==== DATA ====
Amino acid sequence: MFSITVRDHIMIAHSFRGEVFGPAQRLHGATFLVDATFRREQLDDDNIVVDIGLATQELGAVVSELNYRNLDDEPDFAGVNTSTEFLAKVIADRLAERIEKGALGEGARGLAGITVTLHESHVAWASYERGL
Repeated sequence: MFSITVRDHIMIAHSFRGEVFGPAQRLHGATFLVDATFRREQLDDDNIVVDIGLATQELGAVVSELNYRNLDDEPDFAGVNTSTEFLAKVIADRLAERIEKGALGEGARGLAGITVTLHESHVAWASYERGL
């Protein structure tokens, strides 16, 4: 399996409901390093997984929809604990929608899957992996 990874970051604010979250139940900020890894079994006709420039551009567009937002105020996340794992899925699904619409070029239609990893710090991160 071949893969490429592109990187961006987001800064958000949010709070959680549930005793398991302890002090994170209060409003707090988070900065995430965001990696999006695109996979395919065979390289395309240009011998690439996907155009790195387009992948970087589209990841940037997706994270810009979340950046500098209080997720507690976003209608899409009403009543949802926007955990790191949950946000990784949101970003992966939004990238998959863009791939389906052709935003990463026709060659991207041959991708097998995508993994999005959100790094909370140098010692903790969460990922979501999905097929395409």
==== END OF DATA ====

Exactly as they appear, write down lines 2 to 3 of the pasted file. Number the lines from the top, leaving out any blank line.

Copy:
Repeated sequence: MFSITVRDHIMIAHSFRGEVFGPAQRLHGATFLVDATFRREQLDDDNIVVDIGLATQELGAVVSELNYRNLDDEPDFAGVNTSTEFLAKVIADRLAERIEKGALGEGARGLAGITVTLHESHVAWASYERGL
């Protein structure tokens, strides 16, 4: 399996409901390093997984929809604990929608899957992996 990874970051604010979250139940900020890894079994006709420039551009567009937002105020996340794992899925699904619409070029239609990893710090991160 071949893969490429592109990187961006987001800064958000949010709070959680549930005793398991302890002090994170209060409003707090988070900065995430965001990696999006695109996979395919065979390289395309240009011998690439996907155009790195387009992948970087589209990841940037997706994270810009979340950046500098209080997720507690976003209608899409009403009543949802926007955990790191949950946000990784949101970003992966939004990238998959863009791939389906052709935003990463026709060659991207041959991708097998995508993994999005959100790094909370140098010692903790969460990922979501999905097929395409």